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The Daily Wildcat

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The Daily Wildcat

The Daily Wildcat

 

    Tuesday Morning Quarterbacking

    Bathroom break

    In the market for a new toilet? If Republican representative Marian McClure gets her way in the Arizona Legislature, your new bathroom could get a tax break. HB 2126, introduced last week, would give a tax credit to any Arizonan who installs a water-saving “”dual flush”” toilet, equal to 25 percent of the toilet’s cost – up to $100 per privy and $200 per household. Dual flush toilets have separate levers for disposing of solid and liquid waste, and some use as little as a third as much water as their thirstier one-push peers. That makes them ideal for Arizona’s parched desert climate, and a smart choice for consumers concerned about green living and greenbacks alike. Encouraging more people to conserve with their commodes is a worthy idea, and a rebate is a better solution than a toilet tax or an outright ban. But lawmakers will likely have more important things to pooh-pooh over during this legislative session – Arizona’s billion-dollar budget deficit could prevent the crapper credit from making it out of the House at all.

    Don’t say the ‘T’ word!

    Canada’s foreign ministry agreed Saturday to remove the United States and Israel from a government list of nations where prisoners may be abused or tortured. The list, published as part of an internal training manual handed out to Canadian diplomats, caused an international flare-up last week when it was leaked to Amnesty International. U.S. Ambassador to Canada, David Wilkins, told the Associated Press Saturday that it was “”absurd”” to put the United States in the company of nations like Syria, China and Afghanistan. The embarrassed Canadian government has already issued a statement that the list “”wrongly includes some of our closest allies,”” and promised to take the U.S. off the index, but we’ve got a better suggestion – just shuffle us on over to the “”forced nudity, sleep deprivation, stress positions and waterboarding”” list instead.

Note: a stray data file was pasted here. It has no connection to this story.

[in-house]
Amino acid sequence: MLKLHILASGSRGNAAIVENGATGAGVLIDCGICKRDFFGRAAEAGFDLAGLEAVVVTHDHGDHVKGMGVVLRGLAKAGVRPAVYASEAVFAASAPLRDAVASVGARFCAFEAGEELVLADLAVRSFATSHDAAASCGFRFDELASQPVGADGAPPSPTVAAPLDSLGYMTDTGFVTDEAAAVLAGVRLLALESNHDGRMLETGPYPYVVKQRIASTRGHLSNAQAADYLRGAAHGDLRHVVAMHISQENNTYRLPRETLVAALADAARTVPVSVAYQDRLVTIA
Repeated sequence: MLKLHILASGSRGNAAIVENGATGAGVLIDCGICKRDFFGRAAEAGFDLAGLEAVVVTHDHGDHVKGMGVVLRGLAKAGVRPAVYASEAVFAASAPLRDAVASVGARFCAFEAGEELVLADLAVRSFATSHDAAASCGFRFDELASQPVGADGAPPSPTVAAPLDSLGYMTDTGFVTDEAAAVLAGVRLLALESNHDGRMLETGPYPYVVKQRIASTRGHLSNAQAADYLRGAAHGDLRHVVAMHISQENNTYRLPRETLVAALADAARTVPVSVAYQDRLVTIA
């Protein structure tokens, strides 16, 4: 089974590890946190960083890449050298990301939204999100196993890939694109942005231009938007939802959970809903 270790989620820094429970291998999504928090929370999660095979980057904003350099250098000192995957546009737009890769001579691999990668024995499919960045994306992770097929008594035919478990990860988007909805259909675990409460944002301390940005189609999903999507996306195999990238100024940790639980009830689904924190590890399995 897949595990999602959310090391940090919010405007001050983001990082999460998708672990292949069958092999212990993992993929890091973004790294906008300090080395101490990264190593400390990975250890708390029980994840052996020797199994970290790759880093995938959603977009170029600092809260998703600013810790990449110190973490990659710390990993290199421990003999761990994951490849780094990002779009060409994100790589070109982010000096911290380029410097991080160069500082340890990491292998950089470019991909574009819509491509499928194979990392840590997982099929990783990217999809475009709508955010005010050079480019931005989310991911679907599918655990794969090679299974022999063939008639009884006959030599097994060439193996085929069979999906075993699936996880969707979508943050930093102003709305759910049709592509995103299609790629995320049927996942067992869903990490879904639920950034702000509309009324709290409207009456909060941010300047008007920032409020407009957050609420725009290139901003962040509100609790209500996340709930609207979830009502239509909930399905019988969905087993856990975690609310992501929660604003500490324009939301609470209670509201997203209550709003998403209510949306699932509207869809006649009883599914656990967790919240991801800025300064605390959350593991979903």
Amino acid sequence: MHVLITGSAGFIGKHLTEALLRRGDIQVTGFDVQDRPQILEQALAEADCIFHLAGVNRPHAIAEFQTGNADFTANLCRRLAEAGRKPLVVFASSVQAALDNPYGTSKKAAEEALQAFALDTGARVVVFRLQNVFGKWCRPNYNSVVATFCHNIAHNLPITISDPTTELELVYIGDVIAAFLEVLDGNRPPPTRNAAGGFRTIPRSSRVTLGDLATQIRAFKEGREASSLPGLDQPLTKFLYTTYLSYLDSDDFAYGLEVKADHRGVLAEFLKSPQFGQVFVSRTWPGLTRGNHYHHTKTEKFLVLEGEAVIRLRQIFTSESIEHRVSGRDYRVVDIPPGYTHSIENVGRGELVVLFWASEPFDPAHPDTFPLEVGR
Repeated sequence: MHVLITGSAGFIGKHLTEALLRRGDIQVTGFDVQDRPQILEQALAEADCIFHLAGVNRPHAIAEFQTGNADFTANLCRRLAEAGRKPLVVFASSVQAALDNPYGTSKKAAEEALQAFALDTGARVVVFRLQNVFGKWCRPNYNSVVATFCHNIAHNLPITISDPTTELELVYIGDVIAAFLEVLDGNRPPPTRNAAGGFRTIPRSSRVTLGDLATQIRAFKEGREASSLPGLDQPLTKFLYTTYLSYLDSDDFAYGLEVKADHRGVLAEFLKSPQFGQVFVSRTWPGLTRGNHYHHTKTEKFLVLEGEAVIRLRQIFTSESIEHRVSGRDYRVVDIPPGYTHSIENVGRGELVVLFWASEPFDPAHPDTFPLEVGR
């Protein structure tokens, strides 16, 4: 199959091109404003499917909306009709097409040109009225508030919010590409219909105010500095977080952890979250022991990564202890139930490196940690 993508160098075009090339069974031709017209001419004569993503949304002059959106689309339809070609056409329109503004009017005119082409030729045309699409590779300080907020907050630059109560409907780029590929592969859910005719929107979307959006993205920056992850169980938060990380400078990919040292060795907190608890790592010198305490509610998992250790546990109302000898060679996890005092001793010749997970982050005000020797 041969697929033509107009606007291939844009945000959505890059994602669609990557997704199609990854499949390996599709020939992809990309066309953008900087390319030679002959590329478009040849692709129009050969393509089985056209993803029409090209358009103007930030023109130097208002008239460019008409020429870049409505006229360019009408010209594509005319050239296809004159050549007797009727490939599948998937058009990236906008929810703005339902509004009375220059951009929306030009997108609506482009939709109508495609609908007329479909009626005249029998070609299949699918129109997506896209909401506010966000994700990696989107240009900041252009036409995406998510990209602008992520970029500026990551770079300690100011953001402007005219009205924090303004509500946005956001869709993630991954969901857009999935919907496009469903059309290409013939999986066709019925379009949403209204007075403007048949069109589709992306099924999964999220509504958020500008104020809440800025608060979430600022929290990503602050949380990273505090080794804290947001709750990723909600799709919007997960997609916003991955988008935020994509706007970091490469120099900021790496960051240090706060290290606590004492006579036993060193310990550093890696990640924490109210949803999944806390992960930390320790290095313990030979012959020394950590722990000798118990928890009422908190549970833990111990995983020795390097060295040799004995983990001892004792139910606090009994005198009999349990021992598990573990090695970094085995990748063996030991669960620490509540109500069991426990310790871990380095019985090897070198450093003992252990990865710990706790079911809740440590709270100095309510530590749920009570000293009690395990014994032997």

Primary cullers

    This weekend’s biggest news came from the campaign trail – both the Nevada Caucus and South Carolina’s Republican primary took place Saturday, leaving an uncertain presidential primary season about as unpredictable as it was before. Hillary Clinton and Mitt Romney took the top spots in Nevada with 51 percent of the vote, followed closely by Barack Obama (45 percent) and not-so-closely by Ron Paul (14 percent). In South Carolina – where Republicans go to the polls a week before the Democrats, a resurgent John McCain was victorious in the state that derailed his last presidential campaign, winning a 33 percent plurality. Although the latest victories are evidence that competition among the frontrunners is as fierce as ever, the actions of the candidates left in the dust will be as important as the next round of primaries. John Edwards, trailing Clinton and Obama by a large margin, is set to hang on through South Carolina and Super Tuesday, but his exit from the Democratic race and support of another candidate could seal up the final nomination. On the Republican side, lagging candidates like Fred Thompson and Rudy Giuliani (remember him?) are set to soldier on, too. Culling the candidate fold could bring some certainty to a wide-open primary season – but don’t get your hopes up.

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